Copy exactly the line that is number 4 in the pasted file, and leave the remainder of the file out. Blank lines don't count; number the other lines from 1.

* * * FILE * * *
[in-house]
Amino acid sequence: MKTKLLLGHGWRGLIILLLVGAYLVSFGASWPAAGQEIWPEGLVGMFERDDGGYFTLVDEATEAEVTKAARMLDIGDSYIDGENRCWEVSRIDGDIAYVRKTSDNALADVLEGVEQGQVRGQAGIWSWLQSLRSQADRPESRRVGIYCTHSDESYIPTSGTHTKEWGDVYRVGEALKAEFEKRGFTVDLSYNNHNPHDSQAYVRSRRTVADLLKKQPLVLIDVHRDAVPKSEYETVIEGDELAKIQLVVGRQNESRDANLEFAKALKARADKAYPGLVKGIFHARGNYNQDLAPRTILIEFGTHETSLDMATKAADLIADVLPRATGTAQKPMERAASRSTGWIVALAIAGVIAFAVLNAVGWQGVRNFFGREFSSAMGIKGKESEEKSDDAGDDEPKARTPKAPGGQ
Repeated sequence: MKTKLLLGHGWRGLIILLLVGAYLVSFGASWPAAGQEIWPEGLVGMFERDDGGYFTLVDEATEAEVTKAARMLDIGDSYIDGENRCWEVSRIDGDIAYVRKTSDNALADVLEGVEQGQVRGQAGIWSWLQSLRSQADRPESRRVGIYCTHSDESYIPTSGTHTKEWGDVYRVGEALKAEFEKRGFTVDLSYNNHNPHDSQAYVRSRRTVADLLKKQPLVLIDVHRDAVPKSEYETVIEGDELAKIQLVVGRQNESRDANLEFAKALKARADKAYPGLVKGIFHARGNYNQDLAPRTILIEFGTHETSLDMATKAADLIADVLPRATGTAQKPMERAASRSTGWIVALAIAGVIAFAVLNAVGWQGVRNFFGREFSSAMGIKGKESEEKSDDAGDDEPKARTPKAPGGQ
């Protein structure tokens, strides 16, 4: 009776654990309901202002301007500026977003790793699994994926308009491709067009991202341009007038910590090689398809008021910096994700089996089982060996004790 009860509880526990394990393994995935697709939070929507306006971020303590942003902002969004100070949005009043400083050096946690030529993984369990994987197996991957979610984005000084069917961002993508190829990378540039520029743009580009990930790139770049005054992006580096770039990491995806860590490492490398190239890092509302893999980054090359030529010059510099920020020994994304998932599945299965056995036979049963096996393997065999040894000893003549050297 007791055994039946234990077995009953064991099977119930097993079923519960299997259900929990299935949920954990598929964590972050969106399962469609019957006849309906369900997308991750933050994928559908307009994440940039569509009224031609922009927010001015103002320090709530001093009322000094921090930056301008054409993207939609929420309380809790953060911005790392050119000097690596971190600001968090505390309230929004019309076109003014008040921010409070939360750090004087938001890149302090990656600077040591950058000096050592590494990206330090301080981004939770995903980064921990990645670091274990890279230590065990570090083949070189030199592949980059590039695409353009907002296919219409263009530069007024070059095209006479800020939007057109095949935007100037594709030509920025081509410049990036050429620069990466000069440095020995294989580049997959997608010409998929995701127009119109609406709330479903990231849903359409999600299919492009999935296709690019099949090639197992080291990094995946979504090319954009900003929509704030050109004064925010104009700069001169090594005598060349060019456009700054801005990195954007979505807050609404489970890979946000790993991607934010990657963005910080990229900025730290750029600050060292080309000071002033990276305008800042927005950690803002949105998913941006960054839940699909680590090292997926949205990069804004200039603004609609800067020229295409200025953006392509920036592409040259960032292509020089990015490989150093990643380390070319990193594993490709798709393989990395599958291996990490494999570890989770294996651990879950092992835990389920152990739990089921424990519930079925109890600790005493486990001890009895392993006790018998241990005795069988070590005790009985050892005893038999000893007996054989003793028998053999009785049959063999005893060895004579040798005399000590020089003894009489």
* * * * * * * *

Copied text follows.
């Protein structure tokens, strides 16, 4: 009776654990309901202002301007500026977003790793699994994926308009491709067009991202341009007038910590090689398809008021910096994700089996089982060996004790 009860509880526990394990393994995935697709939070929507306006971020303590942003902002969004100070949005009043400083050096946690030529993984369990994987197996991957979610984005000084069917961002993508190829990378540039520029743009580009990930790139770049005054992006580096770039990491995806860590490492490398190239890092509302893999980054090359030529010059510099920020020994994304998932599945299965056995036979049963096996393997065999040894000893003549050297 007791055994039946234990077995009953064991099977119930097993079923519960299997259900929990299935949920954990598929964590972050969106399962469609019957006849309906369900997308991750933050994928559908307009994440940039569509009224031609922009927010001015103002320090709530001093009322000094921090930056301008054409993207939609929420309380809790953060911005790392050119000097690596971190600001968090505390309230929004019309076109003014008040921010409070939360750090004087938001890149302090990656600077040591950058000096050592590494990206330090301080981004939770995903980064921990990645670091274990890279230590065990570090083949070189030199592949980059590039695409353009907002296919219409263009530069007024070059095209006479800020939007057109095949935007100037594709030509920025081509410049990036050429620069990466000069440095020995294989580049997959997608010409998929995701127009119109609406709330479903990231849903359409999600299919492009999935296709690019099949090639197992080291990094995946979504090319954009900003929509704030050109004064925010104009700069001169090594005598060349060019456009700054801005990195954007979505807050609404489970890979946000790993991607934010990657963005910080990229900025730290750029600050060292080309000071002033990276305008800042927005950690803002949105998913941006960054839940699909680590090292997926949205990069804004200039603004609609800067020229295409200025953006392509920036592409040259960032292509020089990015490989150093990643380390070319990193594993490709798709393989990395599958291996990490494999570890989770294996651990879950092992835990389920152990739990089921424990519930079925109890600790005493486990001890009895392993006790018998241990005795069988070590005790009985050892005893038999000893007996054989003793028998053999009785049959063999005893060895004579040798005399000590020089003894009489």